The Flame sign was recently placed in The Neon Museum's main collection after some time in storage.
In 1961, Bob Lawrence opened The Flame, a Western-themed restaurant located at 1 Desert Inn Road across from the Silver Slipper. Three years later, Ed Jaffe and Bill LaRusso purchased the business. Under their management, the restaurant served locals, tourists, politicians and celebrities such as Frank Sinatra, the Rat Pack and Sandy Koufax.
1970, image courtesy of VintageLasVegas.com
According to Stan Resler, a bartender at The Flame in the 1960s, “The place was the hangout in Las Vegas. It went 24 hours and it was one of the few small bars in the city that had two bartenders working graveyard. You would come in there at five, six o’clock in the morning and you couldn’t get a seat in there.” The Flame later advertised itself as a "Las Vegas Landmark.”
1971, image courtesy of VintageLasVegas.com
Every night, two bright neon signs shone above Jaffe and LaRusso’s establishment. It is believed that YESCO’s Hermon Boernge designed these flame-shaped signs. A curved, yellow arrow hung downwards from each “flame” towards the building. One sign was mounted on a pole at the restaurant's parking lot. The other was on the roof of the building.
Unrestored arrow from The Flame's pole-mounted roadside pylon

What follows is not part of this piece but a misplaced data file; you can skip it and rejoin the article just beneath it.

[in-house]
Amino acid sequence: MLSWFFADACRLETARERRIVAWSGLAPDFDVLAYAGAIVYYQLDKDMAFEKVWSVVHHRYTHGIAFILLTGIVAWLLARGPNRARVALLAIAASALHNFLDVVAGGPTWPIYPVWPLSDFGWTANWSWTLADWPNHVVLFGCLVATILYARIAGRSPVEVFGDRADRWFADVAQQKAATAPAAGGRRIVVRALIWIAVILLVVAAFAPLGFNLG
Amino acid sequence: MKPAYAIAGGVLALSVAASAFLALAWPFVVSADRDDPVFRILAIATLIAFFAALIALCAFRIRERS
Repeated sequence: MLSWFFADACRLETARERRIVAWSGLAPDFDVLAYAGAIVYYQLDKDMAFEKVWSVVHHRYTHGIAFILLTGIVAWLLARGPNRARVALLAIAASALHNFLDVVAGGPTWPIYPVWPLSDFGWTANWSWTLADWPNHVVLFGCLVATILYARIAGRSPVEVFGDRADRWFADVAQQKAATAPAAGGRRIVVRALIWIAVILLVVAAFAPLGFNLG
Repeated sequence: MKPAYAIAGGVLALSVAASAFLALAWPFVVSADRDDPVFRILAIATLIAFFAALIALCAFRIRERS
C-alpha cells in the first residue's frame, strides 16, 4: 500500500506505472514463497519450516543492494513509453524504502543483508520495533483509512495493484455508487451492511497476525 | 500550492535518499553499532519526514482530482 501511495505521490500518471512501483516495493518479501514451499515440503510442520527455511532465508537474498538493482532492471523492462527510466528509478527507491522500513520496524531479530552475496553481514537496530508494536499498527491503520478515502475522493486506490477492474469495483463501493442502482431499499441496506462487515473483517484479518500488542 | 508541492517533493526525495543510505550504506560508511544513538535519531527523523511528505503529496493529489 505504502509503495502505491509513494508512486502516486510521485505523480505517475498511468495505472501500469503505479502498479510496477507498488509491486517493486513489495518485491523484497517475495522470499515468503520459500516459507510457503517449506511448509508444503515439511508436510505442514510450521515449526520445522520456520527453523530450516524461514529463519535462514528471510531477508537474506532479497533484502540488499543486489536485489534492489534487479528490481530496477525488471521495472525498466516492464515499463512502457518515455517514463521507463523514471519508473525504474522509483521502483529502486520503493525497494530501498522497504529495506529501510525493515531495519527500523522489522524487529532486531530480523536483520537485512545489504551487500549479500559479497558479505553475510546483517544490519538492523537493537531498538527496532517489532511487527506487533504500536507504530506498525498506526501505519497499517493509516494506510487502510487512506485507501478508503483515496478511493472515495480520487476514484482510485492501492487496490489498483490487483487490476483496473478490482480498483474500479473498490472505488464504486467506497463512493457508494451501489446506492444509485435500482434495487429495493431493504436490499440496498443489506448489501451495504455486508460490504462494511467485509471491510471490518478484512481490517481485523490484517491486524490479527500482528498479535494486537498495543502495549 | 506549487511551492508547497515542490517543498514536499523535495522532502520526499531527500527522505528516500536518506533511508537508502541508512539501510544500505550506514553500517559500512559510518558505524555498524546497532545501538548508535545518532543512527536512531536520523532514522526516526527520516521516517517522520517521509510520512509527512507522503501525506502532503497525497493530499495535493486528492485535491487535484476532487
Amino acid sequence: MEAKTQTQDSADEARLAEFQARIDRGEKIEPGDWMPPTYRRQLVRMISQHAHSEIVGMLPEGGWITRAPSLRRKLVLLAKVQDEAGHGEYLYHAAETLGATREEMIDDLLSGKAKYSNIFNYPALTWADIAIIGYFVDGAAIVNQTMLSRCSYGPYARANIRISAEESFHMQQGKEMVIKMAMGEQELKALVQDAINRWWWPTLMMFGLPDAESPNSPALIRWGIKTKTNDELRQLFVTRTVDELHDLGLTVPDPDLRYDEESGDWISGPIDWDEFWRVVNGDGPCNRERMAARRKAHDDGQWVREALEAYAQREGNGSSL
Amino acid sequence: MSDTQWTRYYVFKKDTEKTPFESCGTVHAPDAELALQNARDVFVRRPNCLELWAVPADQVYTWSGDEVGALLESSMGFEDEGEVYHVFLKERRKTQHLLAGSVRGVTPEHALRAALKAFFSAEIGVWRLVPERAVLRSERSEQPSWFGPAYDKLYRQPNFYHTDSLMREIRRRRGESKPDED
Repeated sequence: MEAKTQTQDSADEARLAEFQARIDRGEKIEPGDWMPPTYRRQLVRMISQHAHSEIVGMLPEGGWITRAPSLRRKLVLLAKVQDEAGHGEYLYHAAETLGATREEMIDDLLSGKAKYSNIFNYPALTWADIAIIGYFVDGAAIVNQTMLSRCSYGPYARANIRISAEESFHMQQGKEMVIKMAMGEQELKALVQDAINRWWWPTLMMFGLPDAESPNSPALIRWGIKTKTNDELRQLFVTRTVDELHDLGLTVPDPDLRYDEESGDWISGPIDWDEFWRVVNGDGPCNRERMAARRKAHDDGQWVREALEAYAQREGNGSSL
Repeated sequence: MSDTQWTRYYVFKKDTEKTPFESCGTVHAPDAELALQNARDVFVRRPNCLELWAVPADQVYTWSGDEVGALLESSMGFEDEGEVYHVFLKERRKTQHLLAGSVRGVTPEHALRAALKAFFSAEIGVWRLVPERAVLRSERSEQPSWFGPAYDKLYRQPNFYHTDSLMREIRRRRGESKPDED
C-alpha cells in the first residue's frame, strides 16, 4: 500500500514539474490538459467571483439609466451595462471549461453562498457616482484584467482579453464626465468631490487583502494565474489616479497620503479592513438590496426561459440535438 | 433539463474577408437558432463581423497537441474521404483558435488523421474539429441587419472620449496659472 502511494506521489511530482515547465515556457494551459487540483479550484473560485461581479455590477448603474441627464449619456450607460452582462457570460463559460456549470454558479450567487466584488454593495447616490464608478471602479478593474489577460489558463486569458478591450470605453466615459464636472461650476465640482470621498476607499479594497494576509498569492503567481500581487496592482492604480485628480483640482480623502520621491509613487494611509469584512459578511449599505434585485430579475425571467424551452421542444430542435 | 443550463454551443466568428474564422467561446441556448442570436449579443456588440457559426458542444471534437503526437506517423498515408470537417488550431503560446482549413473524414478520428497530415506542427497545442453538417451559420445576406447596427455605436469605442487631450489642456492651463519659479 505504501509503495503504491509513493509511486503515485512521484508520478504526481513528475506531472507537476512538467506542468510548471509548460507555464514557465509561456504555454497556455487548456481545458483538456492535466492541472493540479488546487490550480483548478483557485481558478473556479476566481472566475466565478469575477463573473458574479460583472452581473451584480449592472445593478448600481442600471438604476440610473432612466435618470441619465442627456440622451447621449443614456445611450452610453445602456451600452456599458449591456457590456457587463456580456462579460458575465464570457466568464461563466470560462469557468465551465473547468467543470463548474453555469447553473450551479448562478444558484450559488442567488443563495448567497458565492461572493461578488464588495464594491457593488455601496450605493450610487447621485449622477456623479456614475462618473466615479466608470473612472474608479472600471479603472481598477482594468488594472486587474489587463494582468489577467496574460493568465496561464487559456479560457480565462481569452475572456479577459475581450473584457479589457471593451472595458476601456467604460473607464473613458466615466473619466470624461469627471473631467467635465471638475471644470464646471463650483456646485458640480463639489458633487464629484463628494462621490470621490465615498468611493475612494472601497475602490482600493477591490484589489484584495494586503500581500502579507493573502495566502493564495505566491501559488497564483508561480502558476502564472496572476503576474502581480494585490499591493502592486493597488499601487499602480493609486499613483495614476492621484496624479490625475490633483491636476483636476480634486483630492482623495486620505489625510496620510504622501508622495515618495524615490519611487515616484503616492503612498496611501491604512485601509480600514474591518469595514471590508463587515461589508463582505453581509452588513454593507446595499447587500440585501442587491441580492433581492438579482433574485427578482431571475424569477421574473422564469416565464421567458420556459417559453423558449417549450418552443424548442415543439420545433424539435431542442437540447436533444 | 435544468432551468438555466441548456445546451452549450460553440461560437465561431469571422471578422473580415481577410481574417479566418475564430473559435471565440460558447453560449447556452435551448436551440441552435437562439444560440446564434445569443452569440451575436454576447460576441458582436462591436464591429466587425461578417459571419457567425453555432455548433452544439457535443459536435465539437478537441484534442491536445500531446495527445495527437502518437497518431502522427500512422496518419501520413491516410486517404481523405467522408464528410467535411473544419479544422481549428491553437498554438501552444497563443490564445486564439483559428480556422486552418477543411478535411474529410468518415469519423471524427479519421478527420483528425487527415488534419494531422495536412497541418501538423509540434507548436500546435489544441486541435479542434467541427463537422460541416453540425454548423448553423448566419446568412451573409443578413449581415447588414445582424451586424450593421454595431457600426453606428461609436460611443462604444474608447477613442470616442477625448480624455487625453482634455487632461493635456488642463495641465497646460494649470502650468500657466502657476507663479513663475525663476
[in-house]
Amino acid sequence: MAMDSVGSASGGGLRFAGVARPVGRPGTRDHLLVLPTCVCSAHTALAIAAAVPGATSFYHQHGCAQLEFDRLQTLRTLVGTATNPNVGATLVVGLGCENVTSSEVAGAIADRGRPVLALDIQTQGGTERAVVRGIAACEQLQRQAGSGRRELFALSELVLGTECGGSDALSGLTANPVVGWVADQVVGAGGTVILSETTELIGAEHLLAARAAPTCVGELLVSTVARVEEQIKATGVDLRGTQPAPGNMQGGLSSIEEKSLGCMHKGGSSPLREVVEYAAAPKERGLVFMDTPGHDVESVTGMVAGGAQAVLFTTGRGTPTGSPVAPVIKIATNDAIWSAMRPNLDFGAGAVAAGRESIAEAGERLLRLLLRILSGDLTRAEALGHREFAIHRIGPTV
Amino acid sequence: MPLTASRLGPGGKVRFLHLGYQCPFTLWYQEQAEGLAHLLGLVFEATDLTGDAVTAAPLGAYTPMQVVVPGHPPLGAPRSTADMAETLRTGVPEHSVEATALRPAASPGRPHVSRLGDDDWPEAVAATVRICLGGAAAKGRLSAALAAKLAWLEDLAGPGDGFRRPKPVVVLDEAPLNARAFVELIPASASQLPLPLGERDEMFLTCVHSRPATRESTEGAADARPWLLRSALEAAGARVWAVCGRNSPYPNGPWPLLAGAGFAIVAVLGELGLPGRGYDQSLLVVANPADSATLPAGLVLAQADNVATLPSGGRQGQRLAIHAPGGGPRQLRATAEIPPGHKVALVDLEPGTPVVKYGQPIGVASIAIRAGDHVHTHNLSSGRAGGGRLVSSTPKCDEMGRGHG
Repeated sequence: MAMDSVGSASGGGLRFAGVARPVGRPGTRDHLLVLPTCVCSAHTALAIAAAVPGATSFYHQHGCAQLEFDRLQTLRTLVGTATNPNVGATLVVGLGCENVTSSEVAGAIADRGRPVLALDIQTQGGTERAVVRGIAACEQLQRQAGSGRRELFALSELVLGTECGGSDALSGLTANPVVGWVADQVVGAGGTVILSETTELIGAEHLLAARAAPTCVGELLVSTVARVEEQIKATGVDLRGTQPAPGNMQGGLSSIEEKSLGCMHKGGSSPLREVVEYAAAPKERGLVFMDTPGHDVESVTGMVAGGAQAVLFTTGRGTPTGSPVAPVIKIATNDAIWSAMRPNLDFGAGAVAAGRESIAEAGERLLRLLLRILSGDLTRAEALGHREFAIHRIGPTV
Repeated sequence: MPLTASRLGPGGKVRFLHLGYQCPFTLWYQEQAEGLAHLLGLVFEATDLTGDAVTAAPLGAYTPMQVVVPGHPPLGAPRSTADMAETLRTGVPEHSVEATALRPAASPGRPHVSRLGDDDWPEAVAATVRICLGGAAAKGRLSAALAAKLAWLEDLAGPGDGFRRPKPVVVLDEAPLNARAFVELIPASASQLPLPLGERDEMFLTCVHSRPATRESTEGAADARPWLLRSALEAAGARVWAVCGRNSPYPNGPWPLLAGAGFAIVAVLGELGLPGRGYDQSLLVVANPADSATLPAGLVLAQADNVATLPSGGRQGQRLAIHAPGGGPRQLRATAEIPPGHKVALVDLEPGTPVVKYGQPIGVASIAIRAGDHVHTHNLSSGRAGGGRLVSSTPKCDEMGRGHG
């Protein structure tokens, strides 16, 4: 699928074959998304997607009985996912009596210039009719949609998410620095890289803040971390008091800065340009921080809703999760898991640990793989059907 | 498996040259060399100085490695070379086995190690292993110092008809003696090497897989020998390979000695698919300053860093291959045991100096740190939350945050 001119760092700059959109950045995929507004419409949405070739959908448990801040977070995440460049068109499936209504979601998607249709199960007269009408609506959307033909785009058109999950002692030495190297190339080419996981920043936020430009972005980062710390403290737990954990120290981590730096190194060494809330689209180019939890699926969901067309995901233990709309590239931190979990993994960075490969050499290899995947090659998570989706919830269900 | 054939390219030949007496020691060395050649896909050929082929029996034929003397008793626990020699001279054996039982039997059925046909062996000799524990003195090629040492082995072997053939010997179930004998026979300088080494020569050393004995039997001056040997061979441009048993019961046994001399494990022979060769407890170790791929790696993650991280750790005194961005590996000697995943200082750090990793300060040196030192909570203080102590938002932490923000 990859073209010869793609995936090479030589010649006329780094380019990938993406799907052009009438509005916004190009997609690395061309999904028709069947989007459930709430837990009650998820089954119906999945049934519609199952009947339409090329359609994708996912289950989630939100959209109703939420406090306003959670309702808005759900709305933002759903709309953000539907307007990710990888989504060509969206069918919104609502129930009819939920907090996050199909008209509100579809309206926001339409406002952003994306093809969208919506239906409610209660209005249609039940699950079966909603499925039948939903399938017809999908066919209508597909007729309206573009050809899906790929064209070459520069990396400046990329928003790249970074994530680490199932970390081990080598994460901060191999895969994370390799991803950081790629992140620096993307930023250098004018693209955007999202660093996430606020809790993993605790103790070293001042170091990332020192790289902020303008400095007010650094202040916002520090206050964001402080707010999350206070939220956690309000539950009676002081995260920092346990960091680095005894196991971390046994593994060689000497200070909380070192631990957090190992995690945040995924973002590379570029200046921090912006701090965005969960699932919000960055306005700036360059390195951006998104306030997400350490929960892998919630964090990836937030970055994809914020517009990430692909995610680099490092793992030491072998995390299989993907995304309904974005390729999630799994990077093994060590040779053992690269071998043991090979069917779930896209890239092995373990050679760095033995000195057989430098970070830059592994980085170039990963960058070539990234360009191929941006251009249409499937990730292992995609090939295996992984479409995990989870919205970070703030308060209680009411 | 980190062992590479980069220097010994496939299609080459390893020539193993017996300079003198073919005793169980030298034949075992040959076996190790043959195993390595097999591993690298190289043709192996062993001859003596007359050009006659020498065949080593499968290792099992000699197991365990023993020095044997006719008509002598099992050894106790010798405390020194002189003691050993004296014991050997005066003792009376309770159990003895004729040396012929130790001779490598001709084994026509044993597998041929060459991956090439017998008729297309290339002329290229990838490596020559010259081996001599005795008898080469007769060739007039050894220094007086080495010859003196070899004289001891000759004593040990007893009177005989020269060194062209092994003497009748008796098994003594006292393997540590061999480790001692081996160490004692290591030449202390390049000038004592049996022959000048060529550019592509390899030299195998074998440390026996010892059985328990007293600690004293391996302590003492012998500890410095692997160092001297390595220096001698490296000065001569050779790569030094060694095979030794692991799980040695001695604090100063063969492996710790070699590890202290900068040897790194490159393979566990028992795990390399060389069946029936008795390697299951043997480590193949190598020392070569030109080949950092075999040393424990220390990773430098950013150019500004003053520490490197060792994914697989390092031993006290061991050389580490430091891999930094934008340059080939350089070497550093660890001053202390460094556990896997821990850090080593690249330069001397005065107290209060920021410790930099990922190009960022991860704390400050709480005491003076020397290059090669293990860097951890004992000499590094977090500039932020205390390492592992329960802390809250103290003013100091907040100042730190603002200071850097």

In 1987, twenty-six years after its opening, The Flame continued to serve its traditional breakfast, lunch and dinner fare. The menu listed five choices of steak, a variety of seafood plates and multiple sandwiches, soups and salads at modest prices.
In October 1993, Jaffe, who had become the sole owner of The Flame, announced that after thirty-two years of service, he had to shut down his business. Clark County condemned the property and planned to construct a $92.6 million Desert Inn super arterial to link Valley View Boulevard and Paradise Road. The Flame served its customers for the last time at this location on October 17, 1993.
The Flame's rooftop sign being delivered to the Neon Boneyard, April 2019
The Flame signs were removed from the establishment before the building was demolished and stored in YESCO’s boneyard. In 1994, Ed Jaffee and his new business partner, Sergio Gaucin, reopened The Flame at 1243 East Sahara Avenue. A year later, The Flame permanently closed its doors.
On Fremont Street Experience, 1997-2013
In 1997, The Flame restaurant’s rooftop sign was restored and installed along with other signs as part of The Neon Museum’s exhibit at the Fremont Street Experience. The sign was removed in 2013 and today both of The Flame signs are housed at The Neon Museum.